- Government rules originate from those who gain enough power to make the rule (citizens, Unions, countries, those with a lot to gain) not from those we elect; professional rules originate from leaders of the organization and their goals.
- You will have to make choices to obey or not based on your own ethics and moral perspective.
- You will be in violation at some point.
- You will have to pay the price of your decision to comply or not to comply.
- External governance is one of the hardest parts of being in business.
It’s easy in an election season to focus on the candidates and forget about what also matters to business — those neglected Propositions. Each one has the potential to become the next Business Permission to Operate If Clause because they affect your business, your workforce, your customers, and your community. Don’t do that. Do your homework. Pay attention to them and encourage others to really think about them before they vote.
You can be entertained and inspired at the same time this holiday season or any time of the year with these business-related films. What a combination.
Even your family and friends will enjoy them.
So will your employees. You might want to have a movie party or film festival instead of what you usually do to celebrate the season.
Some of these holiday films are old and some are new but they have one thing in common: they will leave you with ideas, a smile and maybe a happy tear or two. Best of all none of these are snarky. The people really care about each other, instead of trying to rip each other apart or outdo each other. These are all 5-star!
1. Holiday (1938) is all about vision and sticking to your guns. Cary Grant and Katherine Hepburn show that money doesn’t mean everything and that being true to your vision — even if it’s unorthodox. We know, and the characters know, that making your vision come true can be painful but rmore rewarding than following the herd and what is expected.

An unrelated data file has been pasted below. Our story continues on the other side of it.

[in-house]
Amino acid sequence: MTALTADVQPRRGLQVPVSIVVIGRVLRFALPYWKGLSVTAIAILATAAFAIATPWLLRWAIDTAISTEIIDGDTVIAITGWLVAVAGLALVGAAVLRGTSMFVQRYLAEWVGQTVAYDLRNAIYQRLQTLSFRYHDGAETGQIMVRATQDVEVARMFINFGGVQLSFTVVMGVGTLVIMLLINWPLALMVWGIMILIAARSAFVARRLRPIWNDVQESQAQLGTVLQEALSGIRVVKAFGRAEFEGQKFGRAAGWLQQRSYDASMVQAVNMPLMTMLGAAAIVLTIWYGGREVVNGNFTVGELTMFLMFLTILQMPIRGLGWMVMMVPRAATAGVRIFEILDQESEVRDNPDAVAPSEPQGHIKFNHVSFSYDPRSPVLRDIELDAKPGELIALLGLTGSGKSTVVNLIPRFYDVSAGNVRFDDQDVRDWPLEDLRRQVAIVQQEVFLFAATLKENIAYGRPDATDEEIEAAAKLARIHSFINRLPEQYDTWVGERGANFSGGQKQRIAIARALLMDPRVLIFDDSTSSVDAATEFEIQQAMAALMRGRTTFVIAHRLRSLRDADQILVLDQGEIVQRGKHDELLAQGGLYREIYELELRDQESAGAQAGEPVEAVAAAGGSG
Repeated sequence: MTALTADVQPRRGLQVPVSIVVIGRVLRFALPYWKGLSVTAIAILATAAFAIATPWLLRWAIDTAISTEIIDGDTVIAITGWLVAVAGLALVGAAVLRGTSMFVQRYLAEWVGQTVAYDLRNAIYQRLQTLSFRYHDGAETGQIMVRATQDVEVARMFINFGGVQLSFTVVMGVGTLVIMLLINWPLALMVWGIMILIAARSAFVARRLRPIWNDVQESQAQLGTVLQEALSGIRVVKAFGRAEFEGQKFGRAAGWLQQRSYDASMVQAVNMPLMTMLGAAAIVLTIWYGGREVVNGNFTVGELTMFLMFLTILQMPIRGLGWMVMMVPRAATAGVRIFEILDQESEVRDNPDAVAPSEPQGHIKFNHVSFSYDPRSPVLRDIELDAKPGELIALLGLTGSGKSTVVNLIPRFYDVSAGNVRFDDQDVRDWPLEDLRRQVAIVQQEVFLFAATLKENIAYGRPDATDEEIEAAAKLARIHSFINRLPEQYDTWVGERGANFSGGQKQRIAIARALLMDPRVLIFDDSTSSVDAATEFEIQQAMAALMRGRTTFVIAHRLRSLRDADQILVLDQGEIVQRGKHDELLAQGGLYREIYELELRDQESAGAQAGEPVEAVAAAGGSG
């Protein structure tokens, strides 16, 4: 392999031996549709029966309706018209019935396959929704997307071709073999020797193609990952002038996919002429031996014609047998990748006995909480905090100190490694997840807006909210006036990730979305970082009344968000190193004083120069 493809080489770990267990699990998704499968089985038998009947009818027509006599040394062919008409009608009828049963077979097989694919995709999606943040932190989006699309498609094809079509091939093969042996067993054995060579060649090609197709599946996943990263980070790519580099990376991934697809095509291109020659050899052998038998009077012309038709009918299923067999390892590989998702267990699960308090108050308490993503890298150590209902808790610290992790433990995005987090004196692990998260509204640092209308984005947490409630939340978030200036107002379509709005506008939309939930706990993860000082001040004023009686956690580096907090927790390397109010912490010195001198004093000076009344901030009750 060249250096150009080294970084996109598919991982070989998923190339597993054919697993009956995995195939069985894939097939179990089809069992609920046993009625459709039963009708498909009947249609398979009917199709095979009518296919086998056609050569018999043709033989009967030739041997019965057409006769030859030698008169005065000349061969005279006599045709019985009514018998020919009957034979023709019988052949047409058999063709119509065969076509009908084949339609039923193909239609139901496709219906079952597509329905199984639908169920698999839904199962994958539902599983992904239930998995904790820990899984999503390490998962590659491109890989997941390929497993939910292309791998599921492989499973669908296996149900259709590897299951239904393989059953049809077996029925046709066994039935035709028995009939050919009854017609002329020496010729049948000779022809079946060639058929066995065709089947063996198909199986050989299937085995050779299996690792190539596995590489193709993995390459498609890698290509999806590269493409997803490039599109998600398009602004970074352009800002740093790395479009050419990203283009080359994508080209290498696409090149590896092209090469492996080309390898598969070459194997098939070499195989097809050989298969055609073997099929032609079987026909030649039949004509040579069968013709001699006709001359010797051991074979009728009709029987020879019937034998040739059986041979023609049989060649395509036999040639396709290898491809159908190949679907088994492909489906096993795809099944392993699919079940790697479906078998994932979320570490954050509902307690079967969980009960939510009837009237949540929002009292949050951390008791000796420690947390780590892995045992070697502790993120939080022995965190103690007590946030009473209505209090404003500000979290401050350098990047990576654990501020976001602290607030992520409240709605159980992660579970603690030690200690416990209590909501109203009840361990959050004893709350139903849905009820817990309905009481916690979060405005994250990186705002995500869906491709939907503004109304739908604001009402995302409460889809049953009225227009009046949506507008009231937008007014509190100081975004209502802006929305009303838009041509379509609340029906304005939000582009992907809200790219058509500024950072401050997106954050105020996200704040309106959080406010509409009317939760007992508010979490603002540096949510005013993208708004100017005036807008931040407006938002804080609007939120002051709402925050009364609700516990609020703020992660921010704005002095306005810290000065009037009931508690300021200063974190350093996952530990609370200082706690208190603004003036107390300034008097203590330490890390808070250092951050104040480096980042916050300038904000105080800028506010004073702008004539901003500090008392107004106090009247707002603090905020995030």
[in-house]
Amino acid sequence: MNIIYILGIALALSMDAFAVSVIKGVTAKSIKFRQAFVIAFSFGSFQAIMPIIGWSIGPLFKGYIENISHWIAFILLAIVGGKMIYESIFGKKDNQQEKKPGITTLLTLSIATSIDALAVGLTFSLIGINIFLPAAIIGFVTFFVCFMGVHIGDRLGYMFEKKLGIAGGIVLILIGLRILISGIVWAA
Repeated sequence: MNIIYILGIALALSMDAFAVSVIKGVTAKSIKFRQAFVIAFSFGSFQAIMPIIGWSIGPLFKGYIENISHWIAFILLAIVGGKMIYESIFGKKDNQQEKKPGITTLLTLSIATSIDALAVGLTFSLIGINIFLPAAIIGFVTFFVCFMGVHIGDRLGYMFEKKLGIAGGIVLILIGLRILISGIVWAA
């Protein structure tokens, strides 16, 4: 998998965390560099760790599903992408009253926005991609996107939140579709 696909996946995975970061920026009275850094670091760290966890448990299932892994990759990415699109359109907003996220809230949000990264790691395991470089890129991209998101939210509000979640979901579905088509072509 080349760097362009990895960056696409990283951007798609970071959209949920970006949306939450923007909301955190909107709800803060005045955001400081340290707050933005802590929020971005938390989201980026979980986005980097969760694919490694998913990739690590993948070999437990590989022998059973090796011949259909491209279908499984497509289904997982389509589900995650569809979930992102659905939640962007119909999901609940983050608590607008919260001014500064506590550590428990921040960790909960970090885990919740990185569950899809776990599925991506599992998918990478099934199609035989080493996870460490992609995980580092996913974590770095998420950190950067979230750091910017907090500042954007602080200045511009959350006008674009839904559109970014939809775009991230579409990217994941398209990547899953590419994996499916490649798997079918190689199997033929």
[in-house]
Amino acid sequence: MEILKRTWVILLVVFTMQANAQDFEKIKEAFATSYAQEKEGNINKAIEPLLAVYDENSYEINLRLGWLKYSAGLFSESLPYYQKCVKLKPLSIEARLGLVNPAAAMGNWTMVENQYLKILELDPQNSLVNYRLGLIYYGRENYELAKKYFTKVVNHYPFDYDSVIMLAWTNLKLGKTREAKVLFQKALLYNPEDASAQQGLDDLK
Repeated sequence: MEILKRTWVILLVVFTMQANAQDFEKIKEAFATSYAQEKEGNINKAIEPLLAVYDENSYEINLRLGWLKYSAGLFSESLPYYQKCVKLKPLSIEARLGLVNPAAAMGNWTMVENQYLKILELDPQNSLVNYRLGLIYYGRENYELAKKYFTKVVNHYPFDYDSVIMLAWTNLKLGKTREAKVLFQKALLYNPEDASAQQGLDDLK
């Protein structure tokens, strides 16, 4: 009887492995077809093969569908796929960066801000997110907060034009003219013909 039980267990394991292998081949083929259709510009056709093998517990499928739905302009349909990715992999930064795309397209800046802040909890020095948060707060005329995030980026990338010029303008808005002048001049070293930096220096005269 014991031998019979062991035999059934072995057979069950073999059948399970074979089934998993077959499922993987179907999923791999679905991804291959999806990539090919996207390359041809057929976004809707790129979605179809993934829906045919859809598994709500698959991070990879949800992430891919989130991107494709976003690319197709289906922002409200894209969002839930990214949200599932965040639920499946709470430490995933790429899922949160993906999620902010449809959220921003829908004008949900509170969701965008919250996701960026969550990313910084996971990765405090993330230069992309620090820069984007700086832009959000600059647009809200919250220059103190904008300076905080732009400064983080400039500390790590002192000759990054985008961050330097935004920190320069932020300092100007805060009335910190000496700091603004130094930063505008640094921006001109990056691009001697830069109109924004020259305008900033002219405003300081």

2. Miracle on 34th Street (1947 Maureen O’Hara & John Payne) is what good customer service should be all about — giving people the opportunity to buy if it’s the right choice for them. It’s about believing in yourself when others don’t. Yes, I believe in Santa Claus (or at least what he stands for.)
3. Desk Set (1957 Spencer Tracy and Katherine Hepburn) is a tale of trade secrets and technology that can backfire good intentions. It demonstrates the need to recognize the employee grapevine we all have — even if we only have one employee. Every well-meaning owner should watch it if they are planning major changes to their business. And, remember what they learned!
4. We’re No Angels (1955) Humphrey Bogart, Aldo Ray, and Peter Ustinov become temporary employees and use unusual methods to help out a well-meaning business man. Think about what your employees do for you and be thankful.
5. Other People’s Money (1991) Danny De Vito and Gregory Peck point out the good and bad of corporate takeovers. Darker than the rest of the films listed and not holiday-driven, it is highly relevant today as current businesses struggle with the issue of what is good for employees and what is good for shareholders who are also employees. It’s a thinking movie that lends itself to discussions between employees and management and even other stakeholders.
6. The Man Who Invented Christmas (2017 Dan Stevens & Christopher Plummer) is not just about creatives like Charles Dickens. Most owners go through business blockages from time to time and live with businesses that always don’t cooperate. They can be messy and inefficient. Downright unprofitable and scary. When you go back to your roots and use the resources that you are exposed to, great things can happen.